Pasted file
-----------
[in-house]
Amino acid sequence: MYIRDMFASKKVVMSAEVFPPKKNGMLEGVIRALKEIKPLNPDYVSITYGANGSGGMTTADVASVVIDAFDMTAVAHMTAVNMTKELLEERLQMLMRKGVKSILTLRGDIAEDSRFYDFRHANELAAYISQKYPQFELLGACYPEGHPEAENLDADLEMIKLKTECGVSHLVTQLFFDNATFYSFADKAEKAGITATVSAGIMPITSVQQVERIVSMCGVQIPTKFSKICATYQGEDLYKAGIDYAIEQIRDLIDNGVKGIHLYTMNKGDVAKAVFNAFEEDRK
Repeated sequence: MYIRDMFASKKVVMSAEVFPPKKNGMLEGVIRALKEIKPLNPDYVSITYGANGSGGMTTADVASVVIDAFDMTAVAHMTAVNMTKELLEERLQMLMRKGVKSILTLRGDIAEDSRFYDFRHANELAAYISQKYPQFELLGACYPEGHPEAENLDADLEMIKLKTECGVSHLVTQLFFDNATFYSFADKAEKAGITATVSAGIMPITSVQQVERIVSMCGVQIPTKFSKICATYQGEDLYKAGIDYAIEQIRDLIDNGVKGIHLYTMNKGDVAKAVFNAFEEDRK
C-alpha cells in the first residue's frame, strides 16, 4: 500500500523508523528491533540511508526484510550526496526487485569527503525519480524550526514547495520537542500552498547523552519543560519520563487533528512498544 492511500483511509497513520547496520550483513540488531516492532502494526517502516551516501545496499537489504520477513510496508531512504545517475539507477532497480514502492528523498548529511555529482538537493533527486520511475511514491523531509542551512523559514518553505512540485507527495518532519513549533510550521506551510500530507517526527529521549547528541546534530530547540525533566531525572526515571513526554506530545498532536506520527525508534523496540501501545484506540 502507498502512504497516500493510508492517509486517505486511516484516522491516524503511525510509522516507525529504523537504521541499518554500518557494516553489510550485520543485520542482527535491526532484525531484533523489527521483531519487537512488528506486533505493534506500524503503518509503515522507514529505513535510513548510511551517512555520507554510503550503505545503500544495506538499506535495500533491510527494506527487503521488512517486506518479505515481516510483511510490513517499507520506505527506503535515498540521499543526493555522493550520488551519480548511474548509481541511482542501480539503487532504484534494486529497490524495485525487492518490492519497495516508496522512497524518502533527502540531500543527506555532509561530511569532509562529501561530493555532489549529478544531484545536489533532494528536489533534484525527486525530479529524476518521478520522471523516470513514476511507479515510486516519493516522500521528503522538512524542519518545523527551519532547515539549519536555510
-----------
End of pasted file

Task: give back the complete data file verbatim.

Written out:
[in-house]
Amino acid sequence: MYIRDMFASKKVVMSAEVFPPKKNGMLEGVIRALKEIKPLNPDYVSITYGANGSGGMTTADVASVVIDAFDMTAVAHMTAVNMTKELLEERLQMLMRKGVKSILTLRGDIAEDSRFYDFRHANELAAYISQKYPQFELLGACYPEGHPEAENLDADLEMIKLKTECGVSHLVTQLFFDNATFYSFADKAEKAGITATVSAGIMPITSVQQVERIVSMCGVQIPTKFSKICATYQGEDLYKAGIDYAIEQIRDLIDNGVKGIHLYTMNKGDVAKAVFNAFEEDRK
Repeated sequence: MYIRDMFASKKVVMSAEVFPPKKNGMLEGVIRALKEIKPLNPDYVSITYGANGSGGMTTADVASVVIDAFDMTAVAHMTAVNMTKELLEERLQMLMRKGVKSILTLRGDIAEDSRFYDFRHANELAAYISQKYPQFELLGACYPEGHPEAENLDADLEMIKLKTECGVSHLVTQLFFDNATFYSFADKAEKAGITATVSAGIMPITSVQQVERIVSMCGVQIPTKFSKICATYQGEDLYKAGIDYAIEQIRDLIDNGVKGIHLYTMNKGDVAKAVFNAFEEDRK
C-alpha cells in the first residue's frame, strides 16, 4: 500500500523508523528491533540511508526484510550526496526487485569527503525519480524550526514547495520537542500552498547523552519543560519520563487533528512498544 492511500483511509497513520547496520550483513540488531516492532502494526517502516551516501545496499537489504520477513510496508531512504545517475539507477532497480514502492528523498548529511555529482538537493533527486520511475511514491523531509542551512523559514518553505512540485507527495518532519513549533510550521506551510500530507517526527529521549547528541546534530530547540525533566531525572526515571513526554506530545498532536506520527525508534523496540501501545484506540 502507498502512504497516500493510508492517509486517505486511516484516522491516524503511525510509522516507525529504523537504521541499518554500518557494516553489510550485520543485520542482527535491526532484525531484533523489527521483531519487537512488528506486533505493534506500524503503518509503515522507514529505513535510513548510511551517512555520507554510503550503505545503500544495506538499506535495500533491510527494506527487503521488512517486506518479505515481516510483511510490513517499507520506505527506503535515498540521499543526493555522493550520488551519480548511474548509481541511482542501480539503487532504484534494486529497490524495485525487492518490492519497495516508496522512497524518502533527502540531500543527506555532509561530511569532509562529501561530493555532489549529478544531484545536489533532494528536489533534484525527486525530479529524476518521478520522471523516470513514476511507479515510486516519493516522500521528503522538512524542519518545523527551519532547515539549519536555510